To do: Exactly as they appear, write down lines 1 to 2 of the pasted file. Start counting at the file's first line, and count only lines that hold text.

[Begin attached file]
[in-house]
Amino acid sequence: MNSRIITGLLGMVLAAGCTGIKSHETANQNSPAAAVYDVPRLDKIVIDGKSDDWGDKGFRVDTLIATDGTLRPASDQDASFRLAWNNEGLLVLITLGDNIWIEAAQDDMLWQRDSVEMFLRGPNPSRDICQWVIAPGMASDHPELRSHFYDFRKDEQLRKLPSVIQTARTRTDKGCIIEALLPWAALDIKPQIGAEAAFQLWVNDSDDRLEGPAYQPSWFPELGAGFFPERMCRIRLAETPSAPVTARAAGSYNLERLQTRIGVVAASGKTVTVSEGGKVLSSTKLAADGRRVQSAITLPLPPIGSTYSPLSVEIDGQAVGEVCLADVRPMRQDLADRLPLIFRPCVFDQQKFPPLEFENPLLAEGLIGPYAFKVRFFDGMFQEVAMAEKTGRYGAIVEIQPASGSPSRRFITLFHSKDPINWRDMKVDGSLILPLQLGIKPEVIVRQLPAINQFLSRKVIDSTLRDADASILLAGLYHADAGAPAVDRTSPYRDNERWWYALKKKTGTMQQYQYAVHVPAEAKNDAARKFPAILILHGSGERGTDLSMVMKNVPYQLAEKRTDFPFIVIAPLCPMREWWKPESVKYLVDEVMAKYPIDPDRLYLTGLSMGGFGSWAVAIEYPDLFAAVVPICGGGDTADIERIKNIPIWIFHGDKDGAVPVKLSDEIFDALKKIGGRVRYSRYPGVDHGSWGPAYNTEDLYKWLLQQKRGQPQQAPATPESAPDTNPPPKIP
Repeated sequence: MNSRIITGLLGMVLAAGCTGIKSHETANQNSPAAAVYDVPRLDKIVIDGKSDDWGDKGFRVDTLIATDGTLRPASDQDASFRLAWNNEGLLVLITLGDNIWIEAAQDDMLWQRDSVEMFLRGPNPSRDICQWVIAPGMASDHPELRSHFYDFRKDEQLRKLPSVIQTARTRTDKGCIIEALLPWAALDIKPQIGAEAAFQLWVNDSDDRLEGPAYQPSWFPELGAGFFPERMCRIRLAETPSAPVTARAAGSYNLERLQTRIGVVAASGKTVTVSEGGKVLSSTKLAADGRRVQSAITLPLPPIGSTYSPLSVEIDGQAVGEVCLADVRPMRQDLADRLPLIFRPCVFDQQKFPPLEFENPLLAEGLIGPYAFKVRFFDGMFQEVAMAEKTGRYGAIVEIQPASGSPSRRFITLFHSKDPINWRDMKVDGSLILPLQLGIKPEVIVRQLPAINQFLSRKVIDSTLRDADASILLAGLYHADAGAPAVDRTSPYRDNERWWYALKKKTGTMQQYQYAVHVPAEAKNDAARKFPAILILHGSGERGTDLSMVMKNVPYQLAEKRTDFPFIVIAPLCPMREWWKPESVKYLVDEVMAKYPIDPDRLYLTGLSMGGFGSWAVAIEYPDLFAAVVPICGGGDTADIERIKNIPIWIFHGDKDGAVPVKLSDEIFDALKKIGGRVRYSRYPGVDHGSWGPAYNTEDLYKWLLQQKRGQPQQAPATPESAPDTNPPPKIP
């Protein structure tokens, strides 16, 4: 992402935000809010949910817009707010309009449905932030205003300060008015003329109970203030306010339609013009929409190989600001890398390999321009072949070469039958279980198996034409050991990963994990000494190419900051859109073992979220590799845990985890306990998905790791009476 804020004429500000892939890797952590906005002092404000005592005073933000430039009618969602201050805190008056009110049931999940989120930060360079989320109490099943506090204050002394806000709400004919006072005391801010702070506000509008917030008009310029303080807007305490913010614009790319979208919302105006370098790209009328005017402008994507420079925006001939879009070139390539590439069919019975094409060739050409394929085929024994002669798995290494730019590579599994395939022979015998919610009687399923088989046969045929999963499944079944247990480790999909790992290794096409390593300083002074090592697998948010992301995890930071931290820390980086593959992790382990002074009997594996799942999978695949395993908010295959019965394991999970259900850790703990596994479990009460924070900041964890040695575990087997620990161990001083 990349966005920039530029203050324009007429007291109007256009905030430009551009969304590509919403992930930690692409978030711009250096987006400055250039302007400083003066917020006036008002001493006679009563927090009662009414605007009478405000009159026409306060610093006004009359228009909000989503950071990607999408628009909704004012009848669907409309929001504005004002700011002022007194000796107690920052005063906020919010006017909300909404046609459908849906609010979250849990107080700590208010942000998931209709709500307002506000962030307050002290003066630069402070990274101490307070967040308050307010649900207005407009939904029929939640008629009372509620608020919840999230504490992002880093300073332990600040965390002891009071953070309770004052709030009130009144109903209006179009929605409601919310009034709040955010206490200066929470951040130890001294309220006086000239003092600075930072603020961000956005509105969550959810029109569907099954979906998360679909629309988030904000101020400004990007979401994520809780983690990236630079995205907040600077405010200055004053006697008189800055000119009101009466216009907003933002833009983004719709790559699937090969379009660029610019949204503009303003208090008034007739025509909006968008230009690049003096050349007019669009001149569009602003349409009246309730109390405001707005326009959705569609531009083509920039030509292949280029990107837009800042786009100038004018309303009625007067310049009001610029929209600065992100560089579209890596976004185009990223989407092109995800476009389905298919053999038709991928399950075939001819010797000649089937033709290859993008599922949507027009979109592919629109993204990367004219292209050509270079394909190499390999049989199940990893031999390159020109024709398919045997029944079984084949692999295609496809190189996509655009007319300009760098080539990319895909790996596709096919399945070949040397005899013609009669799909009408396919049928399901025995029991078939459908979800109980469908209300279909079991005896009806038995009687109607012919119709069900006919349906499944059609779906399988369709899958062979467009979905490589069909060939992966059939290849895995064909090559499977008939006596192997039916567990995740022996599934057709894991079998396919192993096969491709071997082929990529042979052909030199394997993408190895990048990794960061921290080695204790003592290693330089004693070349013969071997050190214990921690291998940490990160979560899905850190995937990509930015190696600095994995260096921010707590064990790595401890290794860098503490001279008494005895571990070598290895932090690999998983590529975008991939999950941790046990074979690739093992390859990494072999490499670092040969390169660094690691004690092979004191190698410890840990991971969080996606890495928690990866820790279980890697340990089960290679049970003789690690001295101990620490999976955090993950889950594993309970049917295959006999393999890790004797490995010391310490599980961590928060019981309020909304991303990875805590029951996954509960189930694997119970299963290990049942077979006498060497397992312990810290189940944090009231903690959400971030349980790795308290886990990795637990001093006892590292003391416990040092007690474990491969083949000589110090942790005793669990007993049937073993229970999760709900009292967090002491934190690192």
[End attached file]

[in-house]
Amino acid sequence: MNSRIITGLLGMVLAAGCTGIKSHETANQNSPAAAVYDVPRLDKIVIDGKSDDWGDKGFRVDTLIATDGTLRPASDQDASFRLAWNNEGLLVLITLGDNIWIEAAQDDMLWQRDSVEMFLRGPNPSRDICQWVIAPGMASDHPELRSHFYDFRKDEQLRKLPSVIQTARTRTDKGCIIEALLPWAALDIKPQIGAEAAFQLWVNDSDDRLEGPAYQPSWFPELGAGFFPERMCRIRLAETPSAPVTARAAGSYNLERLQTRIGVVAASGKTVTVSEGGKVLSSTKLAADGRRVQSAITLPLPPIGSTYSPLSVEIDGQAVGEVCLADVRPMRQDLADRLPLIFRPCVFDQQKFPPLEFENPLLAEGLIGPYAFKVRFFDGMFQEVAMAEKTGRYGAIVEIQPASGSPSRRFITLFHSKDPINWRDMKVDGSLILPLQLGIKPEVIVRQLPAINQFLSRKVIDSTLRDADASILLAGLYHADAGAPAVDRTSPYRDNERWWYALKKKTGTMQQYQYAVHVPAEAKNDAARKFPAILILHGSGERGTDLSMVMKNVPYQLAEKRTDFPFIVIAPLCPMREWWKPESVKYLVDEVMAKYPIDPDRLYLTGLSMGGFGSWAVAIEYPDLFAAVVPICGGGDTADIERIKNIPIWIFHGDKDGAVPVKLSDEIFDALKKIGGRVRYSRYPGVDHGSWGPAYNTEDLYKWLLQQKRGQPQQAPATPESAPDTNPPPKIP